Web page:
The interior managed to be a chic take on a traditional fast food restaurant. The overwhelming theme was monochrome – big black and and white photos of Berlin landmarks (the television tower especially caught my eye), a huge image of the Brandenberg Gate along one wall and smart black button-backed banquettes and booths. But there was also a flash of orange bringing the whole thing to life: you really couldn’t fault their branding.
“It looks very much like McDonalds tries to these days” said Martin, at which point I had to admit that it was a very long time since I had been to one, and even longer since I’d paid attention (still, he has kids). We ordered at the counter and plonked ourselves at a booth in what was, for a school night, a surprisingly busy restaurant.
The menu gave a wide range of options, from quinoa salad to tempura cauliflower, all the way to… no, really, it’s basically just doner meat. Doner meat in a brioche bun, doner meat in a flatbread, doner meat in a wrap. Doner meat in a quesadilla, doner meat on – yes, really – nachos. It was the doner equivalent of that scene in Being John Malkovich where everyone just walks around saying “Malkovich Malkovich Malkovich” all the time: doner, doner, doner.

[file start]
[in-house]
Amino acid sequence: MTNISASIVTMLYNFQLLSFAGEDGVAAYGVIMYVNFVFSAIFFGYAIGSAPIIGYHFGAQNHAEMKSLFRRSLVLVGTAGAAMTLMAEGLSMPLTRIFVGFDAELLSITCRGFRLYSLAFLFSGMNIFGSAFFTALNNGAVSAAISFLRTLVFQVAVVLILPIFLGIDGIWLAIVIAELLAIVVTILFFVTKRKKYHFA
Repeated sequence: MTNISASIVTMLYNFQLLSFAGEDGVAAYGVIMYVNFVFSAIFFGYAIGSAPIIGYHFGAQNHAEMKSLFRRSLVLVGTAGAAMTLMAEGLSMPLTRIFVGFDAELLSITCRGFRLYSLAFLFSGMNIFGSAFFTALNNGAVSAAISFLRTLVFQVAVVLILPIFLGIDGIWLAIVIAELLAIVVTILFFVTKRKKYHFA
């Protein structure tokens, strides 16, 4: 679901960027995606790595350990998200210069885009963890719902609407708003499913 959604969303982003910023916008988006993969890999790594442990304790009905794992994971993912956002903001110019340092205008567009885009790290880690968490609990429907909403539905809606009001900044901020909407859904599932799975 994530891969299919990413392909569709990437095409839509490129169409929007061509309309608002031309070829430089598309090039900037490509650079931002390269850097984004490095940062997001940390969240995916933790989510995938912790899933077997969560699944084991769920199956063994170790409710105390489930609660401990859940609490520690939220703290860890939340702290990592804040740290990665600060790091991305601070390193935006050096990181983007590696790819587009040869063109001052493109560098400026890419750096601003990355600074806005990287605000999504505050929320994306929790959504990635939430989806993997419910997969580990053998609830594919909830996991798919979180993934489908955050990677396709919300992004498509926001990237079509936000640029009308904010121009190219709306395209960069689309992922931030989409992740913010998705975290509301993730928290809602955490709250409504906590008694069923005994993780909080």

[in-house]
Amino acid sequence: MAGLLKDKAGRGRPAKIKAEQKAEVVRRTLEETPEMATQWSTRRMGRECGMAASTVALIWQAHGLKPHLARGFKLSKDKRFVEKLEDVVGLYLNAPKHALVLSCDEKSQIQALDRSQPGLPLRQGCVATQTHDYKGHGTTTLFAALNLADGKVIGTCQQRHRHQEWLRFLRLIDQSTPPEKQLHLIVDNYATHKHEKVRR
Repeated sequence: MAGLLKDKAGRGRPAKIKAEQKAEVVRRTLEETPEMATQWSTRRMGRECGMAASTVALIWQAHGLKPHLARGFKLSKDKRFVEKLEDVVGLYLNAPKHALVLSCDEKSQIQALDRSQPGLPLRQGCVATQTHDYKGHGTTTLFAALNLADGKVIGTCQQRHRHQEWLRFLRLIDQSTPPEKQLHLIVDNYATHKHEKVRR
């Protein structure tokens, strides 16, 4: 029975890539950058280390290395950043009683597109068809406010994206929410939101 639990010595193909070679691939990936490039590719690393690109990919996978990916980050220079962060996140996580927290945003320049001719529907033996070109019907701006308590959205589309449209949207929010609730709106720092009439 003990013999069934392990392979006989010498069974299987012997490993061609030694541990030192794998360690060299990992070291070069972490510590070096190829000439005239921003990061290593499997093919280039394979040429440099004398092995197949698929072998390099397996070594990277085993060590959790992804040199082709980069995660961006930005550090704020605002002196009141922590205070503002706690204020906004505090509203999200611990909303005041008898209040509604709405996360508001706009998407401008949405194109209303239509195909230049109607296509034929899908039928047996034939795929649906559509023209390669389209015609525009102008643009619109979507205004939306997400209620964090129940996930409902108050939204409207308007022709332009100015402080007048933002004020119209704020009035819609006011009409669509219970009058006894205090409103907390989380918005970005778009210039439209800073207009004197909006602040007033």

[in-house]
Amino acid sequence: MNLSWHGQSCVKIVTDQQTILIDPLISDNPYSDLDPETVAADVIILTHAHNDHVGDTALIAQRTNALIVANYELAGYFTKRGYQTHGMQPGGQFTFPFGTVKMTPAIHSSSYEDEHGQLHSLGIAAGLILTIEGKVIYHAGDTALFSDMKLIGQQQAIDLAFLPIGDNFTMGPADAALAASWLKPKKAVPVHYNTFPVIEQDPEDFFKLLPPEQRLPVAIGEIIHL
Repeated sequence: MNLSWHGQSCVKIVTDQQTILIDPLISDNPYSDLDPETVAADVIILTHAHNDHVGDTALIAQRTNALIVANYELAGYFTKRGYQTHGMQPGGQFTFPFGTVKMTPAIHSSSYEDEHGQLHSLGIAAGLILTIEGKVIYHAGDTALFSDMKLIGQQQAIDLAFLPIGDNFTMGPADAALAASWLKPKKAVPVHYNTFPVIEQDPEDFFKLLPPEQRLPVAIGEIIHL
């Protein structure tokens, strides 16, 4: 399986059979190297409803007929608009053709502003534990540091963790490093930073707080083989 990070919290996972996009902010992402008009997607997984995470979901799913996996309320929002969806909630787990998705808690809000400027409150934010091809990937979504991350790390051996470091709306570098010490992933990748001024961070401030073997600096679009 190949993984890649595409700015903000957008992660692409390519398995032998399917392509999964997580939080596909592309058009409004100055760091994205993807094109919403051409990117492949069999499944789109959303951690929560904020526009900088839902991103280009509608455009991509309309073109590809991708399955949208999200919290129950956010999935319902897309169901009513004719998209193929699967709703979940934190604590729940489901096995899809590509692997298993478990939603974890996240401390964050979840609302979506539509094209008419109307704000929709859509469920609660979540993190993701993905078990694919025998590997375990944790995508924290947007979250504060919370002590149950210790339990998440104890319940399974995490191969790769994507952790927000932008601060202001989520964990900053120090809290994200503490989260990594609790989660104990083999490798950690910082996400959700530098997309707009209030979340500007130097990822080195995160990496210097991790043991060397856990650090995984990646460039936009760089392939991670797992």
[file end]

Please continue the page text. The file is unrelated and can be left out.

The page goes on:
You can get the doner-based dish of your choice for roughly five pounds, or add fries and a drink for two quid, and for vegetarians there is a veggie kebab containing the suitably vague “mixed veggie pieces”. Even the choice of doner meat (beef, chicken or “mixed”) is more specific than that. Personally, I found it weird that there was beef but no lamb, but I decided to reserve judgment.
The first dish to turn up was the lahmacun (or, in this case I suppose, “beefacun”), a thin flatbread smeared in something which may have been beef or possibly just the memory of beef, folded over and served with three dips (chilli, garlic and burger sauce) along with a rather hopeful wedge of lemon. When I started this I quite liked it, but as it cooled down and started to taste more of itself I found I rather cooled down too. But taste of what? I wasn’t really sure – certainly not of beef, and hardly of spice either. It also went soggy quickly which made dipping it in the sauces largely a waste of time. “It’s sort of like a keema nan” said Martin, and although I knew what he was driving at it still felt like a disservice to keema nans everywhere.
Martin had also gone for a side dish, the doner nachos. It was a classic example of the old adage that just because you can do something doesn’t necessarily mean you should: I don’t think the combination of tortilla chips, jalapeños, American squeezy cheese and doner meat is one the world was waiting for.